Addressing America’s Climate Future

At an Environmental Solutions Initiative event, U.S. Senator Sheldon Whitehouse speaks about defending science and moving forward on climate action.

Senator Sheldon Whitehouse was the guest speaker at an MIT Environmental Solutions Initiative People and the Planet lecture. (Photo: Casey Atkins)
Senator Sheldon Whitehouse was the guest speaker at an MIT Environmental Solutions Initiative People and the Planet lecture. (Photo: Casey Atkins)

By Stephanie M. McPherson | Environmental Solutions Initiative 

United States Senator Sheldon Whitehouse (D-RI) spoke at MIT on Nov. 20 about efforts to deny the legitimacy of climate science and how such misinformation can be combated.

“In this, the era of climate change, we need more than ever the guidance and innovation of science to make the right decisions,” Whitehouse said. “[But] the enterprise of science now has … an industrial-strength rival … that apes science’s form but has the perverted purpose to defeat the influence of science on public policy.”

Whitehouse’s remarks were delivered in the second talk of the MIT Environmental Solutions Initiative’s 2017-18 People and the Planet lecture series.

Whitehouse discussed the 100 organizations, trade associations, think tanks, foundations, and public relations firms that he says were created as front groups for the fossil fuel industry.

“[Their purpose] is to create faux science that looks enough like real science to create the illusion of controversy to deprecate real science thus to delay or defeat regulation,” he said.

Whitehouse works actively to identify political activities funded with contributions from fossil fuel companies. Climate politics, in his view, were significantly affected by Citizens United v. Federal Election Commission, the U.S. Supreme Court decision that led to the practice of industries pouring money into political funding groups. In many cases, these groups do not have to reveal their donors.

Citizens United opened up enormous amounts of unlimited money into politics, and it did not take the political influencers very long to figure out how to hide their identity to make that money dark money,” Whitehouse said. He added that this decision has allowed those with a business interest in denying climate change to muddy the waters with misinformation and bully Republican candidates who may otherwise be amenable to discussing climate change policy. He said that bringing transparency to various funding sources will give voters more clarity during election cycles.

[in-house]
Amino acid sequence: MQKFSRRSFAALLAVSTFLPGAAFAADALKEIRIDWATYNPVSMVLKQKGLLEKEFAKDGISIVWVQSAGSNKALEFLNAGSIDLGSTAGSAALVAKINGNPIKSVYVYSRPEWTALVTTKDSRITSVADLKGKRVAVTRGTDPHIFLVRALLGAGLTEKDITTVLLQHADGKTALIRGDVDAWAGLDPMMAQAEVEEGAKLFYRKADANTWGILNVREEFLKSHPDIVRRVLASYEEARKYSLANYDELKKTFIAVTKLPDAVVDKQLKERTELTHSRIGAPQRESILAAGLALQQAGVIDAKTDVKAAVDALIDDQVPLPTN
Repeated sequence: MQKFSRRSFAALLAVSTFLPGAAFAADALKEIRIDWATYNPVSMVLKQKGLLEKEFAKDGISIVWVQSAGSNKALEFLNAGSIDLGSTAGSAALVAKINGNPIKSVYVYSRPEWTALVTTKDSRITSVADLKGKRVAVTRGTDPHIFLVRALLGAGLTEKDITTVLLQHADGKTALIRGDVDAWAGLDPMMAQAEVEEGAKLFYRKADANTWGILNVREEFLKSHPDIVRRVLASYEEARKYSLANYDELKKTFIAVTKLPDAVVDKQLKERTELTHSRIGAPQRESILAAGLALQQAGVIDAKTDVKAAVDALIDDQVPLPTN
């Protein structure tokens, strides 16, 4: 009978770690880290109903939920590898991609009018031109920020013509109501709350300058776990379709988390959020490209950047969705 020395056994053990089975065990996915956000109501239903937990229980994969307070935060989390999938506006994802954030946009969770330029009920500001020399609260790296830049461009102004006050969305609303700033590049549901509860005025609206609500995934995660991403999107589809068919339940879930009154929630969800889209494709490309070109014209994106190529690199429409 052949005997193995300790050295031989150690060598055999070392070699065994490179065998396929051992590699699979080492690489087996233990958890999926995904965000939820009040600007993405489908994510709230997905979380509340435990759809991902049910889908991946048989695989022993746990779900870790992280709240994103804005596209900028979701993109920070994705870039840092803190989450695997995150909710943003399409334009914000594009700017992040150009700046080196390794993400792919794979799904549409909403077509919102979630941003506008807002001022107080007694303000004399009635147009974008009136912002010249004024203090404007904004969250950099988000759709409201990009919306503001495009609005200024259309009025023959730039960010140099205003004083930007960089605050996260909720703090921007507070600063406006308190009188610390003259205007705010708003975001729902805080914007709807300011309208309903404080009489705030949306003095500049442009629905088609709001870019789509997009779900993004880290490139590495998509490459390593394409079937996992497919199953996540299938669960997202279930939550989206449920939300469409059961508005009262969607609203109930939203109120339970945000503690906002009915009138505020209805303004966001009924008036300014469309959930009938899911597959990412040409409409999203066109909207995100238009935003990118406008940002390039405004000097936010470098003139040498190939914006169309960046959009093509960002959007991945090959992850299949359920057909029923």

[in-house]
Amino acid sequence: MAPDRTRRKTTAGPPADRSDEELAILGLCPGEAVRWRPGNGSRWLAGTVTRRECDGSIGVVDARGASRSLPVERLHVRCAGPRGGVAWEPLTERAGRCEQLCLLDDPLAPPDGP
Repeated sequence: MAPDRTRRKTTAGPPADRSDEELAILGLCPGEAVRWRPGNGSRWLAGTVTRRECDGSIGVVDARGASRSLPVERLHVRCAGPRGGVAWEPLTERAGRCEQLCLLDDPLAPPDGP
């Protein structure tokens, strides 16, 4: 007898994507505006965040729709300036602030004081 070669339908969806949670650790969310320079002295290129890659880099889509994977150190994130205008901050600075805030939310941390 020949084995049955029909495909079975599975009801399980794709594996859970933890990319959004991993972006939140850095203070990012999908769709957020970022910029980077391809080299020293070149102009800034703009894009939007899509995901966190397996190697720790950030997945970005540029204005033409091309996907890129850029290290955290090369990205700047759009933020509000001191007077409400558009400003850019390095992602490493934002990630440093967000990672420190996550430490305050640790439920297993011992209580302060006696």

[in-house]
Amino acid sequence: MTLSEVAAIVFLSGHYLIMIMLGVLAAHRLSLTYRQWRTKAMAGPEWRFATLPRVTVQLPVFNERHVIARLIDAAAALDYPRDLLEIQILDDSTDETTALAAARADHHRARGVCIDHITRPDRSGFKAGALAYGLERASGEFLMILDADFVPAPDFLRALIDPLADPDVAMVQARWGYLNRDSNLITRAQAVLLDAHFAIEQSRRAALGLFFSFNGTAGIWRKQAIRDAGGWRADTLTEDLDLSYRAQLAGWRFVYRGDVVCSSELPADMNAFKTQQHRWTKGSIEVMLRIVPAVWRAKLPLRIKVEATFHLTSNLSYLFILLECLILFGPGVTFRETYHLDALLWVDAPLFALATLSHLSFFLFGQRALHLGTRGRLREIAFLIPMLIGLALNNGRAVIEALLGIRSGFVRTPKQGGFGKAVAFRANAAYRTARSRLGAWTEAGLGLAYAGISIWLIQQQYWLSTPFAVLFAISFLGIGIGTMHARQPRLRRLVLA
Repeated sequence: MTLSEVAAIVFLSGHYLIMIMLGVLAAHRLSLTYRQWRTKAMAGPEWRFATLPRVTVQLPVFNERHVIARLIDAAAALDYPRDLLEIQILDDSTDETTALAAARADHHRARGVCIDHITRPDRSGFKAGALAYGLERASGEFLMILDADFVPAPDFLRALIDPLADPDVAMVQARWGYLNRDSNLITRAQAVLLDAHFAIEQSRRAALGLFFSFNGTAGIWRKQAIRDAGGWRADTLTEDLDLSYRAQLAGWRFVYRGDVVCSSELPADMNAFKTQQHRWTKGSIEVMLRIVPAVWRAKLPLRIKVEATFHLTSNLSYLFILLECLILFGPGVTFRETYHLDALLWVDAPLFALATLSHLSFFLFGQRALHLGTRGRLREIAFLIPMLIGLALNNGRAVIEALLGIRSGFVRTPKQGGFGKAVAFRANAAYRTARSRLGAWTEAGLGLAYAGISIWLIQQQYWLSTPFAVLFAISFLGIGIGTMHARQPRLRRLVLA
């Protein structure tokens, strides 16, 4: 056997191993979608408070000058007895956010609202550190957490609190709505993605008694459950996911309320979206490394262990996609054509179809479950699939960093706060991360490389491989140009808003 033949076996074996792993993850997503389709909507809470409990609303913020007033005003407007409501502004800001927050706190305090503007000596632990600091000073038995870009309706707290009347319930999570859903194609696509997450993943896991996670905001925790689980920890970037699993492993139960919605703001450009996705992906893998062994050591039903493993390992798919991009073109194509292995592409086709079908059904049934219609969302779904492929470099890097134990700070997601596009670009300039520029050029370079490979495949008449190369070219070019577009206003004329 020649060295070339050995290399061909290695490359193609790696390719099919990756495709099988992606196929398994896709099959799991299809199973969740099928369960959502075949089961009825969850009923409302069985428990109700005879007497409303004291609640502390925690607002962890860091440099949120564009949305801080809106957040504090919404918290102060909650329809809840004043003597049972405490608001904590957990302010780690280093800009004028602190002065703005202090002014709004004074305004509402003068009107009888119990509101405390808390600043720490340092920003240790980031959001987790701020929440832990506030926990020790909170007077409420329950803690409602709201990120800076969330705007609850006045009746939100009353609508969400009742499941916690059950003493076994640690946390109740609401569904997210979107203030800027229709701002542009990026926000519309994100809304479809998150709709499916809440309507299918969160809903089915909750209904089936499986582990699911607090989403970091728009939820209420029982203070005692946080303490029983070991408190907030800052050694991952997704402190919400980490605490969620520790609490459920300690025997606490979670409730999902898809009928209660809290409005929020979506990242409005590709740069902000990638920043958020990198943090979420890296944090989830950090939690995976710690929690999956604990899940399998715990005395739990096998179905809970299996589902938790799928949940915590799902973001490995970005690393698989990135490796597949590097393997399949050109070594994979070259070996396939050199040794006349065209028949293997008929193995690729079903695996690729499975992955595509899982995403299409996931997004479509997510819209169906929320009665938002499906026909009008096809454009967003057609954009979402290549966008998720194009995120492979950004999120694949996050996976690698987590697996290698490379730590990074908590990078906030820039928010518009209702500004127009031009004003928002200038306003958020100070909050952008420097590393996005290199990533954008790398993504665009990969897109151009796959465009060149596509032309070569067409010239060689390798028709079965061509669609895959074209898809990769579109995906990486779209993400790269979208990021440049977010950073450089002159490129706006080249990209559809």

Whitehouse encouraged people to step up in support of the understanding and acceptance of climate change. He called on various institutions, including universities, to create mechanisms and entities to help scientists defend their research and refute climate denial.

“If a science building caught fire, you wouldn’t leave it to the scientists to fight the fire. You’d call the fire department because the fire department has the equipment and skills to fight the fire,” he said. “In the same way, the science enterprise needs a group that has the equipment and skills to defend the enterprise of science … science generally and universities specifically will need a common strategy to resist this potent and approaching adversary.”

He suggested individuals could also make a difference by demanding that powerful corporations make climate change policy a priority, in particular with their elected representatives in Washington.